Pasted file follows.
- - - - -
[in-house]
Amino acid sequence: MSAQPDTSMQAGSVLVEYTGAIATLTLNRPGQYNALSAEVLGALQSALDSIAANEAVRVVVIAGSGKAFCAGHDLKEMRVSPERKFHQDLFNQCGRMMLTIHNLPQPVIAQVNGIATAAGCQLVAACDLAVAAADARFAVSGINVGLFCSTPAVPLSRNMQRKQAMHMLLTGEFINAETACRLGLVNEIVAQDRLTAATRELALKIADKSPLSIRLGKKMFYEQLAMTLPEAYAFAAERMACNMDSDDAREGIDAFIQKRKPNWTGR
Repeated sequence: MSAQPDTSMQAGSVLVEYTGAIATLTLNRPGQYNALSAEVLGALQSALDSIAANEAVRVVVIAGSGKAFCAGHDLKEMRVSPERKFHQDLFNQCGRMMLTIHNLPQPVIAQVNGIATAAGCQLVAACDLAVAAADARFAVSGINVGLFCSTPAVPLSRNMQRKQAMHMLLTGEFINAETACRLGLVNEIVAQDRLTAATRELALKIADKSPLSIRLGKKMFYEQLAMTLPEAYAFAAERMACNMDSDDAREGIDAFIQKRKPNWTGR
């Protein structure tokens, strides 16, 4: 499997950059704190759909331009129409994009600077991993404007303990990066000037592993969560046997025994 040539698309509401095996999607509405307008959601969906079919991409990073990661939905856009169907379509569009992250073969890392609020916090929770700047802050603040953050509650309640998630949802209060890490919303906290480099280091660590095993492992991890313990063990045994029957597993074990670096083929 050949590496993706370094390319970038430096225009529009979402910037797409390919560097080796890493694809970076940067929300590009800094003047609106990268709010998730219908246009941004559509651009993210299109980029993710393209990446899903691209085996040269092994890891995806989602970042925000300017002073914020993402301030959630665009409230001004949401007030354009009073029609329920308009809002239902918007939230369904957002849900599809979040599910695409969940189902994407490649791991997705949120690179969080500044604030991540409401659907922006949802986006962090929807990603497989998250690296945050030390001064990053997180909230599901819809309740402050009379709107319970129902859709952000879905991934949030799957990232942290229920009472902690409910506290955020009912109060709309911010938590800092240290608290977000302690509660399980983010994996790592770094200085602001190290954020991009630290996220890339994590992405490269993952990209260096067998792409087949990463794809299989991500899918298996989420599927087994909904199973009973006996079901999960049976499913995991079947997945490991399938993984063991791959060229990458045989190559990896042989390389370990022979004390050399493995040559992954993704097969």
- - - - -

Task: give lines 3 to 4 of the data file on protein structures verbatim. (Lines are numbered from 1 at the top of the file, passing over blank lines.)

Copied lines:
Repeated sequence: MSAQPDTSMQAGSVLVEYTGAIATLTLNRPGQYNALSAEVLGALQSALDSIAANEAVRVVVIAGSGKAFCAGHDLKEMRVSPERKFHQDLFNQCGRMMLTIHNLPQPVIAQVNGIATAAGCQLVAACDLAVAAADARFAVSGINVGLFCSTPAVPLSRNMQRKQAMHMLLTGEFINAETACRLGLVNEIVAQDRLTAATRELALKIADKSPLSIRLGKKMFYEQLAMTLPEAYAFAAERMACNMDSDDAREGIDAFIQKRKPNWTGR
């Protein structure tokens, strides 16, 4: 499997950059704190759909331009129409994009600077991993404007303990990066000037592993969560046997025994 040539698309509401095996999607509405307008959601969906079919991409990073990661939905856009169907379509569009992250073969890392609020916090929770700047802050603040953050509650309640998630949802209060890490919303906290480099280091660590095993492992991890313990063990045994029957597993074990670096083929 050949590496993706370094390319970038430096225009529009979402910037797409390919560097080796890493694809970076940067929300590009800094003047609106990268709010998730219908246009941004559509651009993210299109980029993710393209990446899903691209085996040269092994890891995806989602970042925000300017002073914020993402301030959630665009409230001004949401007030354009009073029609329920308009809002239902918007939230369904957002849900599809979040599910695409969940189902994407490649791991997705949120690179969080500044604030991540409401659907922006949802986006962090929807990603497989998250690296945050030390001064990053997180909230599901819809309740402050009379709107319970129902859709952000879905991934949030799957990232942290229920009472902690409910506290955020009912109060709309911010938590800092240290608290977000302690509660399980983010994996790592770094200085602001190290954020991009630290996220890339994590992405490269993952990209260096067998792409087949990463794809299989991500899918298996989420599927087994909904199973009973006996079901999960049976499913995991079947997945490991399938993984063991791959060229990458045989190559990896042989390389370990022979004390050399493995040559992954993704097969």